Imagine you’re visiting Vienna and decide to take a weekend road trip. You drive out of the city and motor towards the southeast. As this is your first out-of-Vienna excursion, you fully expect to encounter a hilly, if not mountainous, landscape. However, to your surprise, the land flattens, and the horizon begins to stretch out towards infinity. Then, inexplicably, it appears as if you’ve arrived upon the shores of a great sea. Welcome to the Neusiedlersee (Lake Neusiedl).
Were this the 5th century, you might be wary of exploring the eastern shore of Neusiedler See. Thunder against a clear sky would mean only one thing - Atilla and his horse-mounted huns are on the prowl. Run for cover! Fortunately, it’s the 21st century and the only danger in strolling around the lake’s right coast is a flying stork with good aim and a vendetta.
To lovers of nobly rotten wine, the Neusiedlersee appellation is nirvana. This shallow steppe lake moderates the otherwise extreme climate, and creates the magical conditions necessary for the benevolent form of botrytis (AKA noble rot). Thus, sweet wine has been the traditional calling card for Neusiedlersee vintners.
More recently, the new generation of wine makers has been going full bore into the production of dry red and white wine. The dominant red grape varietals are Zweigelt and Blaufränkisch, with international travelers Cabernet Sauvignon, Merlot and Syrah finding their way into a number of bottles. For white grapes, Weissburgunder (AKA Pinot Blanc), Muskat Ottonel and Welschriesling are the major players. Of course, Chardonnay is auditioning for in-bottle space here as well.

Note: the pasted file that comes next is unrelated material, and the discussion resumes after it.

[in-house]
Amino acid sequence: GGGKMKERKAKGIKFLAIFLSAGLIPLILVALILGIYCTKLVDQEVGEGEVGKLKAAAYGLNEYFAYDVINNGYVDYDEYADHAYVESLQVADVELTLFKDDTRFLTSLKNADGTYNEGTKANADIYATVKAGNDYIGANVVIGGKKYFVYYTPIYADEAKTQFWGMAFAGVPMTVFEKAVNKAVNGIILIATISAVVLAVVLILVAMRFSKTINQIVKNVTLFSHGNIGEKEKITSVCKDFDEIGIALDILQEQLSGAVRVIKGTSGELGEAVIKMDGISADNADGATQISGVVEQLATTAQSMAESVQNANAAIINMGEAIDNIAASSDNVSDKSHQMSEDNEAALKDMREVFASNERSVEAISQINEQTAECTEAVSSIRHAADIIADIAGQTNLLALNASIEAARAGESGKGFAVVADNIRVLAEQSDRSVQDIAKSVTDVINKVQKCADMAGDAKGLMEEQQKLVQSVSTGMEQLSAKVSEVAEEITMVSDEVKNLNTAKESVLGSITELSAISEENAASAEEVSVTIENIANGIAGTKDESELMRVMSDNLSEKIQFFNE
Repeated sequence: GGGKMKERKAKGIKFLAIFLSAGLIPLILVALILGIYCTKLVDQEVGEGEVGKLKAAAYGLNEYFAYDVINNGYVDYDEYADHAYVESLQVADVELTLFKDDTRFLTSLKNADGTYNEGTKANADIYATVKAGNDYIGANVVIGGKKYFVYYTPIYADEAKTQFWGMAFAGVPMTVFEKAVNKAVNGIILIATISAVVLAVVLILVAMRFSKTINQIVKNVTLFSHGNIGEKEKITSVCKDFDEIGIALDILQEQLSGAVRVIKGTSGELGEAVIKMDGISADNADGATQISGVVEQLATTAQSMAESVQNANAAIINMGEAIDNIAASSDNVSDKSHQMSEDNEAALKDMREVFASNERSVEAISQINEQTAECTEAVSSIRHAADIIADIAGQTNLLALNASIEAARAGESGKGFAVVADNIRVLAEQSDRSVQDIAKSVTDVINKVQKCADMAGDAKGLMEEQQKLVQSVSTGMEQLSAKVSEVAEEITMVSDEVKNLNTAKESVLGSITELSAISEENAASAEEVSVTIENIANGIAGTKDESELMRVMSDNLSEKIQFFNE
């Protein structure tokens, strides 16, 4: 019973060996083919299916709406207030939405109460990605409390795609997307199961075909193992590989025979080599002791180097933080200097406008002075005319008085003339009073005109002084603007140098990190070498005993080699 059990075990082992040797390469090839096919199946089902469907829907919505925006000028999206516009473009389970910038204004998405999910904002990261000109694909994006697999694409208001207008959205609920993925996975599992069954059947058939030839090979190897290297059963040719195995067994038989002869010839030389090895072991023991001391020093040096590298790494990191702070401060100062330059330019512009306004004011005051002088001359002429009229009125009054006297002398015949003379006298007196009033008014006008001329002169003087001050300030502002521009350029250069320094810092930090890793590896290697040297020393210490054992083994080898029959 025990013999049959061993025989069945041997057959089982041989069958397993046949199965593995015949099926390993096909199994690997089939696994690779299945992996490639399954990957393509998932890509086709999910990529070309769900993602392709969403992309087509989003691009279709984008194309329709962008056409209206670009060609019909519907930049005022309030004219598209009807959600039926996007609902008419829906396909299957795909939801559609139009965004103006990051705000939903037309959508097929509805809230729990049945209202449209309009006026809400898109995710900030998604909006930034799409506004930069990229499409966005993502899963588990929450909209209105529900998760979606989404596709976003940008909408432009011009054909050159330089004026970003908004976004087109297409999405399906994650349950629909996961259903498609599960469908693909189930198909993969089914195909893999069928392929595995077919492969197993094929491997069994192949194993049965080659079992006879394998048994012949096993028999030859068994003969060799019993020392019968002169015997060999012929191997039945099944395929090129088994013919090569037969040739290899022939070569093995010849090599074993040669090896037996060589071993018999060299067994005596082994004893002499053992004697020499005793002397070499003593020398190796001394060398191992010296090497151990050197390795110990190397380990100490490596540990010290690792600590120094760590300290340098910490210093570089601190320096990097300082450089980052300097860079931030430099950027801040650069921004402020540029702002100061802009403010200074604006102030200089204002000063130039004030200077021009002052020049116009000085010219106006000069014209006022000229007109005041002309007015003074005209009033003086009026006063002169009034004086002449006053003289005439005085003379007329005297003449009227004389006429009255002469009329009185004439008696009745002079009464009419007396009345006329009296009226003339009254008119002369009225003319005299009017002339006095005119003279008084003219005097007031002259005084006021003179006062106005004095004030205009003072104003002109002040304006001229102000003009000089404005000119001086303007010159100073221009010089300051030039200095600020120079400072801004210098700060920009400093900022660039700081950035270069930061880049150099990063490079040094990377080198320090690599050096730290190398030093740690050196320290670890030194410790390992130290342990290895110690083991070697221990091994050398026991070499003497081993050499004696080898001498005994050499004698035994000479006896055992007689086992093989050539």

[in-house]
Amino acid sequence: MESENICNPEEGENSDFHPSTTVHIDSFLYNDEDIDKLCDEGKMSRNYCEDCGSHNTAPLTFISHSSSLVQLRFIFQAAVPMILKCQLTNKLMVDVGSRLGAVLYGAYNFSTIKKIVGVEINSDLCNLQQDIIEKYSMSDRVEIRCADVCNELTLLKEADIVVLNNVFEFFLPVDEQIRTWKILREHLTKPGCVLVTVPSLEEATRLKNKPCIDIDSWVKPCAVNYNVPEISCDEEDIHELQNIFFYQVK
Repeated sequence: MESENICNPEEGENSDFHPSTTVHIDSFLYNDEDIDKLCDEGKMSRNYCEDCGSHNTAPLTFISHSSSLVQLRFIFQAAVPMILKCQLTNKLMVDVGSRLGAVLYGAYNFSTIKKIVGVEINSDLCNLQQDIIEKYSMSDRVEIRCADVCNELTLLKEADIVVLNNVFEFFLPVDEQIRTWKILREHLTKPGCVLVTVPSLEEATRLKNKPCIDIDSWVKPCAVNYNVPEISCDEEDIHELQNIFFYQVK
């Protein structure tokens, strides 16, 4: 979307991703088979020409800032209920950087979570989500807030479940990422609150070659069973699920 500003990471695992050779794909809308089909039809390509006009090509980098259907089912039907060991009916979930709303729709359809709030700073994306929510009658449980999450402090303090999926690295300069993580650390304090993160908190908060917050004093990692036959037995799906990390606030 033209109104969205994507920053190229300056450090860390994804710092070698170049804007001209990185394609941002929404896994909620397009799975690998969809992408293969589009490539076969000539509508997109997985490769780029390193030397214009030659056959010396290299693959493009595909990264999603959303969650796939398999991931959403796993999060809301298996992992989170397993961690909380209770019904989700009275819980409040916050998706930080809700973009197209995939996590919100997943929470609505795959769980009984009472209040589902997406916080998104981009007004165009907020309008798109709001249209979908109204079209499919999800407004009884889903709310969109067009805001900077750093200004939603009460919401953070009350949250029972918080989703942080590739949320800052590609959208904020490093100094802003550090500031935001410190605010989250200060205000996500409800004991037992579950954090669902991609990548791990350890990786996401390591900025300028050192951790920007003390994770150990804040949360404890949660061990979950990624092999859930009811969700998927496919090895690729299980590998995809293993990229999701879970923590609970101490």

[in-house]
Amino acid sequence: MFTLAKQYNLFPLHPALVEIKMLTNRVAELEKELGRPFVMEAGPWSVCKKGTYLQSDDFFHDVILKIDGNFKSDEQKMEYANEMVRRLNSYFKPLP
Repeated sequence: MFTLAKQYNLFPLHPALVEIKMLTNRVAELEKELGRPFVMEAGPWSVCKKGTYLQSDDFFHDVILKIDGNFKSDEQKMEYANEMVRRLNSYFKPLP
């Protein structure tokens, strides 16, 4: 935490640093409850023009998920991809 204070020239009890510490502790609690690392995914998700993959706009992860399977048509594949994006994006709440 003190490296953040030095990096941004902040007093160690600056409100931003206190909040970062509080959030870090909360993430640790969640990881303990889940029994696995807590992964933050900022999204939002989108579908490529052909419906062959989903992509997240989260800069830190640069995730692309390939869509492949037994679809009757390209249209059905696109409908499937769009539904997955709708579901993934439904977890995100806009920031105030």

If you wish to taste wine from Neusiedlersee, you’ll likely be presented with a number of sweet-wine offerings. However, don’t overlook dry wine from this region - it’s worth a little extra searching.
A Neusiedlersee Dégustation
- Velich Muscat Ottonel Beerenauslese 2001 - "sweet, succulent palate matches the nose, with fresh acidity, and a looooong nutty, fruit-filled finish."
- Alois Kracher Chardonnay "Number 3" 2001 - "Intense palate with honeyed pears and peaches"
- Braunstein Oxhoft Chardonnay 2002 - "hints of honey and ripe melony scents, then adds toast and caramel accents"
- Zantho Zweigelt 2003 - "Black cherry, pepper and cinnamon with a silky mouthfeel"
- Gsellmann and Gsellmann Pannobile 2001 - "full-bodied and soft, with flavors of tobacco, earth and spice and a smoky, coffee-like note on the finish"